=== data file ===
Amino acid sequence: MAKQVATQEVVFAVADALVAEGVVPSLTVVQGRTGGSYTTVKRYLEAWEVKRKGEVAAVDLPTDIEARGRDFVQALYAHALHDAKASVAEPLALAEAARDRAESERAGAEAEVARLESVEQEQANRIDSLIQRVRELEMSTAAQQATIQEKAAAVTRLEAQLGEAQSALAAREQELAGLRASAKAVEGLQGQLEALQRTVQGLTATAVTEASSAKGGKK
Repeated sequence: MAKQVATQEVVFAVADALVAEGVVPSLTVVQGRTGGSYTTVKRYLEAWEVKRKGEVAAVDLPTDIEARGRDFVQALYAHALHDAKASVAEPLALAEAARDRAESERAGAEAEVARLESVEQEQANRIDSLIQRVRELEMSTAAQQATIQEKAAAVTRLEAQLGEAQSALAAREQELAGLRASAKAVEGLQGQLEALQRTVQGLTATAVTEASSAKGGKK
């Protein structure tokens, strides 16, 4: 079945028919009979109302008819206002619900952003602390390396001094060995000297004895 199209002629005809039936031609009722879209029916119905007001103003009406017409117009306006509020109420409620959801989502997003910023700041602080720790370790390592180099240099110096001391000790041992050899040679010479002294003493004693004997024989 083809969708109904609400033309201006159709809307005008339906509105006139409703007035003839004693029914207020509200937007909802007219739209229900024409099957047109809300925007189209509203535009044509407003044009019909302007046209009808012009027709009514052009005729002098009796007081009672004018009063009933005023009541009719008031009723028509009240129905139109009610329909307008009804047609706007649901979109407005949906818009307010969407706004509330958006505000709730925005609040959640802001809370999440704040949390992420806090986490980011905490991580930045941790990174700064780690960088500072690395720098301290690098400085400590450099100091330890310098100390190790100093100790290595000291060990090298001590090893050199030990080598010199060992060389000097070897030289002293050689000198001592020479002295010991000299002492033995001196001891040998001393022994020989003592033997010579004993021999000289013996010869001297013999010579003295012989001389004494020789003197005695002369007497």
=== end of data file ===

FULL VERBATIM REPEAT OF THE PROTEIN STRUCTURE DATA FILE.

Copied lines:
Amino acid sequence: MAKQVATQEVVFAVADALVAEGVVPSLTVVQGRTGGSYTTVKRYLEAWEVKRKGEVAAVDLPTDIEARGRDFVQALYAHALHDAKASVAEPLALAEAARDRAESERAGAEAEVARLESVEQEQANRIDSLIQRVRELEMSTAAQQATIQEKAAAVTRLEAQLGEAQSALAAREQELAGLRASAKAVEGLQGQLEALQRTVQGLTATAVTEASSAKGGKK
Repeated sequence: MAKQVATQEVVFAVADALVAEGVVPSLTVVQGRTGGSYTTVKRYLEAWEVKRKGEVAAVDLPTDIEARGRDFVQALYAHALHDAKASVAEPLALAEAARDRAESERAGAEAEVARLESVEQEQANRIDSLIQRVRELEMSTAAQQATIQEKAAAVTRLEAQLGEAQSALAAREQELAGLRASAKAVEGLQGQLEALQRTVQGLTATAVTEASSAKGGKK
């Protein structure tokens, strides 16, 4: 079945028919009979109302008819206002619900952003602390390396001094060995000297004895 199209002629005809039936031609009722879209029916119905007001103003009406017409117009306006509020109420409620959801989502997003910023700041602080720790370790390592180099240099110096001391000790041992050899040679010479002294003493004693004997024989 083809969708109904609400033309201006159709809307005008339906509105006139409703007035003839004693029914207020509200937007909802007219739209229900024409099957047109809300925007189209509203535009044509407003044009019909302007046209009808012009027709009514052009005729002098009796007081009672004018009063009933005023009541009719008031009723028509009240129905139109009610329909307008009804047609706007649901979109407005949906818009307010969407706004509330958006505000709730925005609040959640802001809370999440704040949390992420806090986490980011905490991580930045941790990174700064780690960088500072690395720098301290690098400085400590450099100091330890310098100390190790100093100790290595000291060990090298001590090893050199030990080598010199060992060389000097070897030289002293050689000198001592020479002295010991000299002492033995001196001891040998001393022994020989003592033997010579004993021999000289013996010869001297013999010579003295012989001389004494020789003197005695002369007497």